The Five Different Flotation Devices
When you’re around any body of water, the number one thing that you need to be mindful of is safety. Nothing is more important than making sure that everyone can efficiently swim and that there is an adequate number of personal flotation devices (PFDs) nearby in the event of an emergency.
But what exactly is a personal floating device (PFD)?
A PFD is a piece of life-saving equipment intended to give you more buoyancy to help you stay afloat in water in case you go overboard. In fact, the U.S. Coast Guard and most state boating laws require all passengers to have an approved PFD when in a boat.
When used correctly, a personal emergency floatation device can save lives. It can also make swimming easier and less demanding, allow non-swimmers to safely enter the water, and offer assistance in activities like water skiing.
That said, did you know that PFDs aren’t all the same? In fact, there are five different types of floatation devices, all required to fit the U.S. Coast Guard’s guidelines. Aqua Leisure Pools and Spas is here to break them down.
Type I – Offshore Life Jacket
A type I PFD is the most buoyant of the five types of floatation devices, offering roughly 22 lbs of buoyancy in the adult size and 11 lbs of buoyancy in the child size. They are known for being bulky and uncomfortable but very reliable in all types of water such as rough, remote, or calm.
These floating devices can turn an unconscious person face-up while in the water, perfect for when the rescue is delayed. A type I PFD can be worn in the water for the longest amount of time.
Usually, Type I PFDs are used as abandon-ship life jackets for commercial vessels, as well as vessels carrying passengers for hire. However, being large and awkward, they may be difficult to swim in.
Type II – Inland Life Vest
The second type of PFD is best suited for calmer waters as it is not as reliable as a type I when it comes to turning an unconscious swimmer face-up.
These floating devices offer less floatation (15.5 lbs for adults), but are more comfortable than a type I yet bulkier than a type III. This water floatation device is more suited to situations where there is a good chance for a fast rescue.
Both type II and type III are available in buoyant or inflatable styles. Inflatable Type II water floatation devices provide up to 22.5 lbs of floatation and are significantly more buoyant than their foam counterparts.
Type III – Flotation Aid
The most comfortable of all, the third type of emergency floatation device gives you the most freedom in terms of movement. They are commonly used for recreational activities like canoeing, kayaking, sailing, water skiing, fishing, and personal watercraft operations.
Like Type IIs, these floating devices also have a minimum buoyancy of 15.5 lbs. They are also meant for calmer waters and require the wearer to be able to lift and hold their head out of the water as this type will not turn the wearer face-up. They are also not meant for long-term; rescue while wearing this type needs to be swift.
Even more comfortable than the other two types of floatation devices, a Type III should complement your activity and allow for movement.
Type IV – Flotation Device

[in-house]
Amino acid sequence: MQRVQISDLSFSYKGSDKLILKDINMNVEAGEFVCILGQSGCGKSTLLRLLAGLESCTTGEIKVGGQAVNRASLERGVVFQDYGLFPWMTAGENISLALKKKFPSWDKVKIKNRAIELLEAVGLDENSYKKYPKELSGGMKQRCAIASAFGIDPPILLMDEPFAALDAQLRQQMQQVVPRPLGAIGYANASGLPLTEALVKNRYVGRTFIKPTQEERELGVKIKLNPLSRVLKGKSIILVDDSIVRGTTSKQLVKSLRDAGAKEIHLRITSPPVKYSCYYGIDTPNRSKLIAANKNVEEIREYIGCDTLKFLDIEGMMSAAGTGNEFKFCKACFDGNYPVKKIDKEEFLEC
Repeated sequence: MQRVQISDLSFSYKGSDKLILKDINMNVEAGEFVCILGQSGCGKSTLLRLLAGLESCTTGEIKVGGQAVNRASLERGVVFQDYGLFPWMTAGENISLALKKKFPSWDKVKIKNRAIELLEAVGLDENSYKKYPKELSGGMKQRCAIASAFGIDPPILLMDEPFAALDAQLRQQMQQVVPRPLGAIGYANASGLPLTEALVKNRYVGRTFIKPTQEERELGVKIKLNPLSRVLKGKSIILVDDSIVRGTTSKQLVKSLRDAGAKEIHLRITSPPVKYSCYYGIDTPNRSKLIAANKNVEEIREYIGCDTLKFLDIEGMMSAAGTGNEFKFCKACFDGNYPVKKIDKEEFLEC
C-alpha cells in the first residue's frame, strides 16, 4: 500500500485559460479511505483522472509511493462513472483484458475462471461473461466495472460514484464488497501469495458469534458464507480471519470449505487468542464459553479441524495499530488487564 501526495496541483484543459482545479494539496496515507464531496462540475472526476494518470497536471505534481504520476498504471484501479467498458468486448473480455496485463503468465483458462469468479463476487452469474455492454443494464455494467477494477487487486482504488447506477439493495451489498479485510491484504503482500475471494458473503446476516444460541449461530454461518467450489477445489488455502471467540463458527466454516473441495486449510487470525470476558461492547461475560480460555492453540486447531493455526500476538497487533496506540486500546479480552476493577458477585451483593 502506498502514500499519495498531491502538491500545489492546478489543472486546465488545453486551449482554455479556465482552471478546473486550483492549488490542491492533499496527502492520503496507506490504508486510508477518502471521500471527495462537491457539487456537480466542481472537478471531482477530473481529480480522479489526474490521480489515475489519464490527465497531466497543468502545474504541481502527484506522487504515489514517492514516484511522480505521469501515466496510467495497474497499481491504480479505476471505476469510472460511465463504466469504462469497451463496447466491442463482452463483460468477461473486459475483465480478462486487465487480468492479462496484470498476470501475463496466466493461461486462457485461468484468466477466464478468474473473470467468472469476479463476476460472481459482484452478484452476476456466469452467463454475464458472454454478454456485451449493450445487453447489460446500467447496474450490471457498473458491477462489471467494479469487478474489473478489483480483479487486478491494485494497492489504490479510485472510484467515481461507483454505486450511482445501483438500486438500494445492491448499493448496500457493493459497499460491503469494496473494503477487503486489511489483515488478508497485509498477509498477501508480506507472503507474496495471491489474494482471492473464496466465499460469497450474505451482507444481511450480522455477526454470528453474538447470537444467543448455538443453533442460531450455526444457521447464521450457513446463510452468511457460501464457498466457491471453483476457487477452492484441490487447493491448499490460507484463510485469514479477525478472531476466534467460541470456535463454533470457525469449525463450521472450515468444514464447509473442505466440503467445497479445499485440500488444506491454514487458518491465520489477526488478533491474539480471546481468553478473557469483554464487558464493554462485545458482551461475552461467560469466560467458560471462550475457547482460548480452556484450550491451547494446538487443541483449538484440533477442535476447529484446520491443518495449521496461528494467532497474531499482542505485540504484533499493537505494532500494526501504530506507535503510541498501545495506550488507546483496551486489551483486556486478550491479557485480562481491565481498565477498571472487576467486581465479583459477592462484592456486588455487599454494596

Unlike the other PFDs, type IV is not worn on the body. Instead, it is typically a throwable life ring used when someone has fallen into the water without a PFD. Their buoyancy ranges between 16.5-18 lbs.
It is not meant for unconscious people or children and should never be worn. It is simply to keep a conscious person afloat as they are swimming to safety or pulled out of the water. If you’re on a boat, this type of PFD must be present and within arms reach if the boat is over a certain size. Throw this emergency floatation device to the conscious swimmer and ask them to pull themselves on top of it.
Note that you must never sit on a Type IV floating device, as this might destroy the foam. Also, Type IVs are the least functional choice when it comes to paddling as it does not attach to the body.
Type V – Special Use PFD
Lastly, we have type V floating devices. These PFDs, often referred to as ‘special use devices’, are designed for specific activities such as water rafting, water skiing, or kayaking/canoeing. These emergency floatation devices can be classified as type I, II, or III, depending on the activity and are often created for different climates.
These floating devices are appropriate for certain activities, so it’s best to check the approval condition on the label before you bring them aboard. Their buoyancy ranges from 15.5 to 22 lbs when inflated. And if that wasn’t enough, these water floatation devices are the least bulky of all types and great for continuous wear.
Stay Safe with Aqua Leisure Pools and Spas
Hanging out and playing in the water is all fun and games until tragedy strikes. Stay safe by keeping an emergency flotation device within arm’s reach while enjoying your swimming pool from Aqua Leisure.
Remember, different floating devices serve different purposes, so you must find out which one is most suited to your needs. Don’t hesitate to talk to a qualified professional if you’re unsure where to begin. They’ll use their expertise to guide you in the right direction and help you navigate the different types of floatation devices!
For more aquatic safety devices, pool chemicals, or even a new pool, contact our skilled pool professionals today!
Our in-ground pools, above-ground pools, spas, and swim spas are designed to offer the most relaxing and refreshing in-water experience. Additionally, our non-chlorine E-Z pool chemicals are an all-in-one product that meets all of your pool cleaning needs. When you think of backyard swimming, think Aqua Leisure!
Posted by Aqua Leisure Pools & Spas in Pools